At about the same time that Plymouth received its new paint job, Chapman began having trouble with his eyesight. He couldn’t see as clearly, which happens to most of us as we age, but it was more than that—the world seemed to be growing darker.
“I went to the best of the best doctors (at University of Michigan Hospital) in Ann Arbor, and I was diagnosed with optic nerve neuropathy,” Bill recalls. “Stop lights were hard to see. I saw shadows. I went into denial, but it kept getting worse. During one visit, my doctor said, ‘You’re blind, Bill—legally blind.’ I didn’t want to believe it. I said, ‘What are you talking about?’ I was in denial for six to eight months. I was faking it. I was bumping into people and saying, ‘Oh, excuse me’ … I was just trying to get by.”
Chapman’s wife decided it was time for a heart-to-heart talk. “Pam helped me. Fifty years of wedded bliss, I tell ya,” Bill says with a smile. “She said, ‘Bill, you can’t see. You need to get involved with the blind center and learn how to function.’ I let my ego get in the way, but finally, when I had tunnel vision, I knew.
“It tripped me out at first, but I decided to live. People in my situation have a high rate of suicide, and I can relate—I can see how that would happen. But for me, life don’t stop because you lose your sight. I was going to do everything I could to keep living.”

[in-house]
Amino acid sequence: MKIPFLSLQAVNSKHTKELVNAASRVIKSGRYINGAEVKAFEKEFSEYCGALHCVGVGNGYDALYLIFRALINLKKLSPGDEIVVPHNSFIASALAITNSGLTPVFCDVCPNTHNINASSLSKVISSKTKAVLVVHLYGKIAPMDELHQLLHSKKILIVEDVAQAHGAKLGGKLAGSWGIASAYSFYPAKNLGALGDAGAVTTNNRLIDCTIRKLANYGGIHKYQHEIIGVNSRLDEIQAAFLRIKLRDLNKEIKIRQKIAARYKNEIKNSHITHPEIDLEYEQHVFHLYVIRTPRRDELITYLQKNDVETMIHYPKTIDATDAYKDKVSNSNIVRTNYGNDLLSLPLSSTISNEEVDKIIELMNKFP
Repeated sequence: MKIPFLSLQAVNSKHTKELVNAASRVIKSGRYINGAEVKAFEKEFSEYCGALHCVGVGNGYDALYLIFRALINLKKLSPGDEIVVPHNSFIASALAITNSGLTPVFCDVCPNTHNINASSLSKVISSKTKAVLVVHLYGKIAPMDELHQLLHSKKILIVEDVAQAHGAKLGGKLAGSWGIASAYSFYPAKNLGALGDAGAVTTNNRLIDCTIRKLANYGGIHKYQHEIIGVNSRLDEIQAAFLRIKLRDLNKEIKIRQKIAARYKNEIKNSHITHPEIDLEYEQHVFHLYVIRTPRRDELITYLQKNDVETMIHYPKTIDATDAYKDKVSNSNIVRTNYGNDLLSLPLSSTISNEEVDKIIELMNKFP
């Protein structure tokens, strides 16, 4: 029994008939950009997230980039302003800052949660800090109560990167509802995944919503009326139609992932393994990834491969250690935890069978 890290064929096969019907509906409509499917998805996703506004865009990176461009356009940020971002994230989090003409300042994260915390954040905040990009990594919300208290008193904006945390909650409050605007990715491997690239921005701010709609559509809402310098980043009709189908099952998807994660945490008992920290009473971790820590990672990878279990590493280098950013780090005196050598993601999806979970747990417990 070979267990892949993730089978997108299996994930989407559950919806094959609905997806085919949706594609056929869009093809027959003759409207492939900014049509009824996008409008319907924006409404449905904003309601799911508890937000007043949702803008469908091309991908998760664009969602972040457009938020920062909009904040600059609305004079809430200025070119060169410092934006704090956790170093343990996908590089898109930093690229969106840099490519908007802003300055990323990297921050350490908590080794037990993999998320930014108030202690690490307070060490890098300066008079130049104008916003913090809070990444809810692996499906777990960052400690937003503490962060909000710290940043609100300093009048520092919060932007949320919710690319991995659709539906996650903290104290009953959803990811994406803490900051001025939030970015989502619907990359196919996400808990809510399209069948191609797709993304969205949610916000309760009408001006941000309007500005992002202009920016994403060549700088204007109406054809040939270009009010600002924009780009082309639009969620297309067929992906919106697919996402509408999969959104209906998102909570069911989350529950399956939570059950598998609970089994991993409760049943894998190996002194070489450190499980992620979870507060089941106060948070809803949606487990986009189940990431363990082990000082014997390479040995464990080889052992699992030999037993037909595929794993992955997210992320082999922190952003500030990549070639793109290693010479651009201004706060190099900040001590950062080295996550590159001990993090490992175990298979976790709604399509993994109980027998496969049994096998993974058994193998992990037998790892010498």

For 13 weeks—Monday through Friday, 8 a.m. to 4 p.m.—Chapman attended classes, determined to thrive. “I learned cane mobility, Braille, cooking, and woodworking—yes, woodworking. I found out I really enjoy it,” he says. He also became good at it, and he now uses his talent to support Blind Truths, a Kalamazoo organization that helps people who are blind or have low vision. Chapman, who vowed to stay in touch with everyone he had attended classes with, is the organization’s president.
“I make clocks and plaques, and I use the money I get to help out other people in our group who are struggling, so when they get on their feet they can help out other people,” he says. “You never know what a person is going through. We have to encourage each other and show each other what’s possible.”